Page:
LESBIAN VIGNETTES: A RUSSIAN TRIPTYCH FROM THE 1890'S, LAURA ENGLESTEIN, JOURNAL OF WOMEN IN CULTURE AND SOCIETY, 1990, VOL 15(4), P813-831.
THE INTERNATIONAL LESBIAN AND GAY ASSOCIATION, LISA POWER,
INTERNATIONAL LESBIANISM, FEMINIST REVIEW 34, SPRING 1990, P8-22.
TO CHANGE OUR OWN REALITY AND THE WORLD: A CONVERSATION WITH LESBIANS IN NICARAGUA, MARGARET RANDALL, 1993, SIGNS, VOL 18(4), P907-924.
FEMINIST REVIEW, 1991, NO 39, P187-188.
LESBIANISM IN CHINA, FANG FU RUAN, VERN L. BULLOUGH, ARCHIVES OF SEXUAL BEHAVIOR, 1992, VOL 21(3), P217-226.
Lesbianism in China has a long but usually hidden history. This paper examines the historical and literary sources of the past to illustrate the history of lesbianism and then turns to a survey of lesbianism in the China of today. As in the past, lesbianism remains more or less hidden, and comes to light only occasionally. Data for contemporary China comes form a visit to an institution for delinquent young women, recent police records and contemorary fiction. It has only been in the past 4 or 5 years that it was possible to talk about lesbianism and most lesbians are fearful of becoming identified.
A GAME OF APPEARANCES: THE "AMBIGUSEXUALITY" IN BRAZILIAN CULTURE OF SEXUALITY, ROMMEL MENES-LEITE, JOURNAL OF HOMOSEXUALITY, 1993, VOL 25(3), P271-282.
In this aricle I would like to present some aspects of the Brazilian culture of sexuality and I will do so in a comprehensive (Maffesoli, 1985) and constructivist way (Weeks, 1986).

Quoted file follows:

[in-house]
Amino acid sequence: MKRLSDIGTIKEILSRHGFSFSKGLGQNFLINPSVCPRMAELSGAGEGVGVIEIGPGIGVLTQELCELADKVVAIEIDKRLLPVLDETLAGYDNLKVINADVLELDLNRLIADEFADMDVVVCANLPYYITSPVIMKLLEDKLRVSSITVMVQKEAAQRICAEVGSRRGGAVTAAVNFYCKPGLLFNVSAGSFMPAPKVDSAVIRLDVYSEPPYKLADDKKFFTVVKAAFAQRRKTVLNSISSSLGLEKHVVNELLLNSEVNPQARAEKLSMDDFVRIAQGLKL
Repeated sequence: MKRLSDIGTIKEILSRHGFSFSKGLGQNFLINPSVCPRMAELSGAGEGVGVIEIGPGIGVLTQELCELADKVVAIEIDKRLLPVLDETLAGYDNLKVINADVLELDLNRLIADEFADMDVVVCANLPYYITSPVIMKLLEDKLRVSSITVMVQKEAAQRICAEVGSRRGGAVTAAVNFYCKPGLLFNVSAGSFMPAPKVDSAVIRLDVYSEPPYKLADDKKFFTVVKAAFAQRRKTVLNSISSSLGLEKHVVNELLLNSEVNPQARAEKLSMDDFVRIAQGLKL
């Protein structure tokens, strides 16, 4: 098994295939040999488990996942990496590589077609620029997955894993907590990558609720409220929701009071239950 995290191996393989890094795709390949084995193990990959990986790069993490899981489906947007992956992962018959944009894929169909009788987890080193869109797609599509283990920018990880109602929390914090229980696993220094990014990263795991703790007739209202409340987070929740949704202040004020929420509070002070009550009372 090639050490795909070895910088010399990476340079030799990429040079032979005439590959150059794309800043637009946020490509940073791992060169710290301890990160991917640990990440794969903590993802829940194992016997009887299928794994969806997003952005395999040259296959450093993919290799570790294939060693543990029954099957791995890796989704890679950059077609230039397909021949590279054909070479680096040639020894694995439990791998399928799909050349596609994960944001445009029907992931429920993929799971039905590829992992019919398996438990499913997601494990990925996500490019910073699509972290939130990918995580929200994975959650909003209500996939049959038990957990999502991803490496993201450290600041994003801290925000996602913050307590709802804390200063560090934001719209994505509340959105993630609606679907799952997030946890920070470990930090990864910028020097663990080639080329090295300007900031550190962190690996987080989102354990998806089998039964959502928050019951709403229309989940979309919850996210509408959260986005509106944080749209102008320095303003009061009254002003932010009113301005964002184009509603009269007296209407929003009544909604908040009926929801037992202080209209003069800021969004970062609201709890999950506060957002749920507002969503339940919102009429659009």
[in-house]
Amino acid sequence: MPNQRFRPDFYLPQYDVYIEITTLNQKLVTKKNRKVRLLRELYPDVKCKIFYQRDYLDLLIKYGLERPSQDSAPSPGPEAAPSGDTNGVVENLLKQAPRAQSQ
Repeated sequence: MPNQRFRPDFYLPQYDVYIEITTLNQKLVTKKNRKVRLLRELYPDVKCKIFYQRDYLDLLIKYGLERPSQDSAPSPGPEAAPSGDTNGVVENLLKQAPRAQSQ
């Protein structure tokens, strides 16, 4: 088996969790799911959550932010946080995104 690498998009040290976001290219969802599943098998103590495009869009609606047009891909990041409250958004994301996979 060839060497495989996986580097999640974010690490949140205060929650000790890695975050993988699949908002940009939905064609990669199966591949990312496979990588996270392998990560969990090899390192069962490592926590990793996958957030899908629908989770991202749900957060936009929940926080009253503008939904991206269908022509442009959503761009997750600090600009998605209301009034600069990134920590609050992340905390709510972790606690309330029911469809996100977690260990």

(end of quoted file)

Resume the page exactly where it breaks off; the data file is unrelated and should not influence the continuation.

Therefore I will treat this subject of sexual orientation as something that has to be analysed in a historical and cultural context that particularly insists upon the specific contexts in which sexual orientation and gender role are found. The models of sexual behavior reflect the system of values and the social structure of society they are dealing with. Moreover, the perspectives of sexuality within a larger social universe, have to be seen as one of the numerous possible forms of behaviour. Consequently, in my opinion, it is very important for methodology, to use an approach that ceases to emphasize only the sexual aspect of homosocial relationships; they should be considered far more as one of the various ways of interpersonal relationships, in which sexualization is just one of all the possible facets (Aerts et al., 1983; Duyvendak and Mejer, 1988).
ANJAREE - TOWARD LESBIAN VISIBLITY, THAILAND, CONNEXIONS, 1994, VOL 46, P8-9.
LESBIAN ORGANIZING: CULTURE, SEXUALITY, POLITICS, TAIWAN, CONNEXTIONS, 1994, VOL 46, P20-22.
FEMALE CLOSENESS AND LESBIAN IDENTITY, INDONESIA, CONNEXIONS, 1994, VOL 46, P23.
THE NEW INTERNATIONALIST: NOVEMBER 1989, PRIDE AND PREJUDICE HOMOSEXUALTY.
CONNEXTIONS, AN INTERNATIONAL WOMEN'S QUARTERLY, GLOBAL LESBIANISM, NO 3
OFF OUR BACKS
A LESBIAN POSITION
LESBIANS ON THE LOOSE
HOMOSEXUALITY AND POLICE TERROR IN TURKEY, ARSLAN YUZGUN, JOURNAL OF HOMOSEXUALITY, 1993, VOL 24(3/4), P159-169.